At the north end of Raisluobbal the route turns and leads through a bog between Jalgesvarri and Aitevarri, and joins an all-terrain-vehicle track on the slopes of Hålvinvarri. The bogs on either side of Ciegnaljåkk are difficult to travel. The river can be waded across if you have rubber boots.

Hikers arrive at Reisavanhytta hut, which is owned by Statskog-Troms, after passing by a transformer station on the west side of Lieggascårro. From the hut you can proceed to Kautokeino along the road which leads to the Bidjovaggen mines. The distance to Kautokeino along this route is 40 km.

Raisjärvi - Kautokeino 51 km
This section of the trail is marked with orange-red paint markings on birch trunks and rocks. The trail leads over the top of Rivkus and after Jeageloaivi turns southeast over the northern point of Doelljadasvaara Hill and from there by the north shore of Lake Majanasjavri to Cuonovuoppi fell hut. The trail travels through birch and willow forest and the terrain is boggy at parts. You can get to Cuonovuoppi hut from Kautokeino Village by car.

The trail continues through fell-birch forest over the top of Goaskinvarri. It then turns east past Lake Addjetjavri and Boeccegasvarri to their north and leads to Buletjavri. The end point for Nordkalottleden Trail is at the Buletjavri Camping Ground, which is located about 2,5 km from the centre of Kautokeino Village.

Kilpisjärvi South to Abisko in Sweden, 190 km

Kilpisjärvi - Kuohkimajärvi 11 km
Hikers setting off in the direction of Abisko can start their trek by travelling through Malla Strict Nature Reserve to Kuohkimajärvi open wilderness hut.

The starting point for the trail is at a parking area at the north end of the village of Kilpisjärvi just south of Lake Siilasjärvi. You can also get onto Nordkalottleden Trail from the nature trail which starts off at the foot of Saana Fell. Nordkalottleden Trail turns off the nature trail before reaching the top of the fell.

After crossing a road the trail comes to a parking area from where it continues west towards Malla Strict Nature Reserve. When going into a strict nature reserve visitors should read the reserves' rules and regulations before entering the area and always ensure that you stay on marked trails.

From Kilpisjärvi you can also get to Malla Strict Nature Reserve by the Malla Boat, which sails between Kilpisjärvi and Kolttalahti three times daily during the summer peak season if there are enough people on board.

Kuohkimajärvi - Pältsastugan 13 km
Nordkalottleden crosses into Sweden at the point where Finland’s, Sweden’s and Norway’s borders meet. The trail climbs a 100 m incline to the bare top of Tuipali and descends to the lush Pältsa Valley.

No key is needed to get into huts in Sweden, as each hut has an employee present during peak season. This person takes payment for accommodation and can offer information to visitors. Huts in Sweden are owned by Svenska Turistföreningen. Maps which would be useful when hiking in Sweden along Nordkalottleden are for example Fjällkartan BD 1.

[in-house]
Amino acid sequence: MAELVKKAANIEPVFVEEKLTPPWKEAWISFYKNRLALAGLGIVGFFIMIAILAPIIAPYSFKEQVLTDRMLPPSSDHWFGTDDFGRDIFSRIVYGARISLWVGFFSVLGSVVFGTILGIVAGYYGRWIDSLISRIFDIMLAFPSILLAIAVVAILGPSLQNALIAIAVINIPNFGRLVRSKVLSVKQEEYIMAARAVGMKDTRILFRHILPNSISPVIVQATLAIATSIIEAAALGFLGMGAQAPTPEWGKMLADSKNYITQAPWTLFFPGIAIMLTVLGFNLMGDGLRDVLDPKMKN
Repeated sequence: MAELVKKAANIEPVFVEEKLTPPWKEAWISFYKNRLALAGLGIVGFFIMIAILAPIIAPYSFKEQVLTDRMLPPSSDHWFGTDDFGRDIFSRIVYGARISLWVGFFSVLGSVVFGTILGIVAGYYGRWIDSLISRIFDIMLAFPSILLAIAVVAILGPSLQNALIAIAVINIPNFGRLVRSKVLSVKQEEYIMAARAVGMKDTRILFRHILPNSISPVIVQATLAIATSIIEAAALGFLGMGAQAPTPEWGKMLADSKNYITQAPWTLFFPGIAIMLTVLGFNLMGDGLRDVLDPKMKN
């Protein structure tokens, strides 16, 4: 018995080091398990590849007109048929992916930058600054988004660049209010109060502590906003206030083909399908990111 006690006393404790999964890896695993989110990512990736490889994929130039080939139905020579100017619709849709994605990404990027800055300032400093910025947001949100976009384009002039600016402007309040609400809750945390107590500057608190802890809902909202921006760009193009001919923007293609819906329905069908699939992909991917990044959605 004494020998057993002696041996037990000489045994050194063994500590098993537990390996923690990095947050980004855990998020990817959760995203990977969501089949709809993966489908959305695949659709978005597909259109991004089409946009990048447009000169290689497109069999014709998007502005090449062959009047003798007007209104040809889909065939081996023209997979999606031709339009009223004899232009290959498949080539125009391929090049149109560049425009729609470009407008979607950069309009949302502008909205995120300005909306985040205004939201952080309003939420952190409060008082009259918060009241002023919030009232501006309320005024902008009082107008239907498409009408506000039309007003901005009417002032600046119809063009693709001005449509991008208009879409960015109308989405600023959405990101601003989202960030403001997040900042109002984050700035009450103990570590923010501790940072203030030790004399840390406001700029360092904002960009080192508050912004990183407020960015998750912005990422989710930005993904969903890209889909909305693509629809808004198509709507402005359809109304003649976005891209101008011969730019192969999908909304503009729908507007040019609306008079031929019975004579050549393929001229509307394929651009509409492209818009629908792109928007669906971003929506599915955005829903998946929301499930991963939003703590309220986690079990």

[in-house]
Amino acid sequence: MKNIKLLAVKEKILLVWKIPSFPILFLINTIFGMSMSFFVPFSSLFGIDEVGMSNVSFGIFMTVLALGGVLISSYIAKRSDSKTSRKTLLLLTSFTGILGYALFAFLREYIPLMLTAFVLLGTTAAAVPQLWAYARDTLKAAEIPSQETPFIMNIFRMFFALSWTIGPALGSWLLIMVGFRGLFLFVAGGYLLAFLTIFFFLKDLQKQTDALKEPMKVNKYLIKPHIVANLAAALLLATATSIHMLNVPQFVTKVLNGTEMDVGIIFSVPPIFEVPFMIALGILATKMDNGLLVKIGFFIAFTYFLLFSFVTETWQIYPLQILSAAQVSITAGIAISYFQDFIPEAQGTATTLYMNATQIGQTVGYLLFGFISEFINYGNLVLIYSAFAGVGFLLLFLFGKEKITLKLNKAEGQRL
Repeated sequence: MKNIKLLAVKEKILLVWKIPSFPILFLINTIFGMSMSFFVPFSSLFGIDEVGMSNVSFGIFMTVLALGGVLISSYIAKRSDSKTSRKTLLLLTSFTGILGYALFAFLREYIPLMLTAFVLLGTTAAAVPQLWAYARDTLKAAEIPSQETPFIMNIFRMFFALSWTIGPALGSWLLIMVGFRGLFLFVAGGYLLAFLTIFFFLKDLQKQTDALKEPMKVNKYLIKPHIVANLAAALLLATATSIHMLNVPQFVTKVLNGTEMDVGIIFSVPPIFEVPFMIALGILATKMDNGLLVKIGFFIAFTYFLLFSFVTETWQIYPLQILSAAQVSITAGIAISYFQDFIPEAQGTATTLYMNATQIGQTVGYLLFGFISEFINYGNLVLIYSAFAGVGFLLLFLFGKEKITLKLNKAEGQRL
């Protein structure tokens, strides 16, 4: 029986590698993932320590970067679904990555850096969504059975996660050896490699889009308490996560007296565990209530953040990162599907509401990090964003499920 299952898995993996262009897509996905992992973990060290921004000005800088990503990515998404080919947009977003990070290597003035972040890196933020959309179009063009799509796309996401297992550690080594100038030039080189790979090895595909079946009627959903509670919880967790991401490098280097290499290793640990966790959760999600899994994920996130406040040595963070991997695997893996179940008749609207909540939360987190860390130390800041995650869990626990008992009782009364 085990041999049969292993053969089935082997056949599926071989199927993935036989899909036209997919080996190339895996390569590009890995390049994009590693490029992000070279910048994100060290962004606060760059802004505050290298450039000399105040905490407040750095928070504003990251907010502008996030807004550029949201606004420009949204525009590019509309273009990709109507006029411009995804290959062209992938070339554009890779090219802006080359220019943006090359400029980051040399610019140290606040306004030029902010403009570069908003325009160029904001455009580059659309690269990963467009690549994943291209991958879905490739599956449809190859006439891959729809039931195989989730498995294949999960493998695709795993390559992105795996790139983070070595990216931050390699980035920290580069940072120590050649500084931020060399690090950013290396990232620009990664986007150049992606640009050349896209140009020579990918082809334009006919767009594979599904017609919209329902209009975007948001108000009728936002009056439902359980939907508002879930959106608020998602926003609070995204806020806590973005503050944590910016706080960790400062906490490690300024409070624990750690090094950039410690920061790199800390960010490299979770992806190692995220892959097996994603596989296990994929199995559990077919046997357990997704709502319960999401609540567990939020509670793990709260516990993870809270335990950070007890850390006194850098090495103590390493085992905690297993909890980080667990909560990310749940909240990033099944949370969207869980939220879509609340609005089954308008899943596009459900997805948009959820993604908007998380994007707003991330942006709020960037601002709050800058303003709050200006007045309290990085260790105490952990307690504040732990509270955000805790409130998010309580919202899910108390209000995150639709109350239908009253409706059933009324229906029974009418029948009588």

Pältsastugan - Rostahytta 12 km
This is a new section of Nordkalottleden Trail and therefore the path is not as clear as at other points. From Pältsa the trail ascends along easy to travel sandy paths to the top of Måskåkaise. After crossing the Norwegian border the trail is marked with stone pillars. The trail leads past the south side of Lake Måskåjärvi towards Rostahytta hut.

Huts in Norway are locked and owned by Troms Turlag. Hikers can get the keys to these huts from Norwegian customs at the Kilpisjärvi border crossing. Keys are given out in exchange for a deposit.

Rostahytta - Daerttahytta 18 km
From Rostahytta hut the trail goes 6 km uphill. After this there is an 8-km-long portion which is very rocky and after this it begins to descend down the side of the fell towards Daerttahytta hut, which is located in Øvre Dividal National Park.

Daerttahytta - Dividalshytta 30 km
Nordkalottleden Trail passes through Øvre Dividal National Park for over 10 kilometres across gently sloping tundra. Between Daerttavagg and Skaktardalen there are a couple of wide river crossings. Next the trail crosses fells. The difference in altitude between the trail’s highest spot and the bottom of Dividal Valley is 600 metres. After crossing the bare tops of fells the valley is surprisingly lush. Dividalshytta hut is located halfway up the Jierta hillside and there is a spectacular view from it.

Dividalshytta - Vuomahytta 19 km
After Dividalshytta hut the trail crosses the River Divielva along a hanging bridge. Nordkalottleden Trail climbs past fell birch forest to open peaks with far stretching views. Vuomahytta hut is located at the mouth of a U-shaped valley.

Vuomahytta - Gaskashytta 20 km
After passing Vuomahytta hut the trail climbs further up. The highest point of the trail is at 950 metres and from there it begins its descent to Gaskashytta and Altevatn.

Gasgashytta - Innset 15 km
The lower slopes of Litjälkt do not offer hikers any wonderful nature experiences with all their shrubbery and muddy trails. Before reaching Innset there are pleasant camping sites. At Innset hikers can find accommodation as well as a bus which will take them to Narvik.

Innset - Lappjordhytta 28 km
Altevatn is a dammed lake which is tens of kilometres long. There are around 400 private summer cottages at its west end. To pass these you must follow the road that goes through the area.

The next portion of the trail has been travelled somewhat less. There are three river crossings. The bridges are often damaged by floods so they may be unsteady. Before reaching the Swedish border hikers come to Troms Turlag´s Lappjordhytta hut.

Lappjordhytta - Abisko 25 km
Nordkalottleden Trail descends down a steep hill towards Lake Torniojärvi and the Swedish border. Pälnovik has an open hut (rare in Sweden) that sleeps 4. The trail leads to Björkliden by the side of a railway track. Abisko Turiststation provides information on train timetables. You can walk the 8 km to Abisko along a road built by workmen who originally built the track.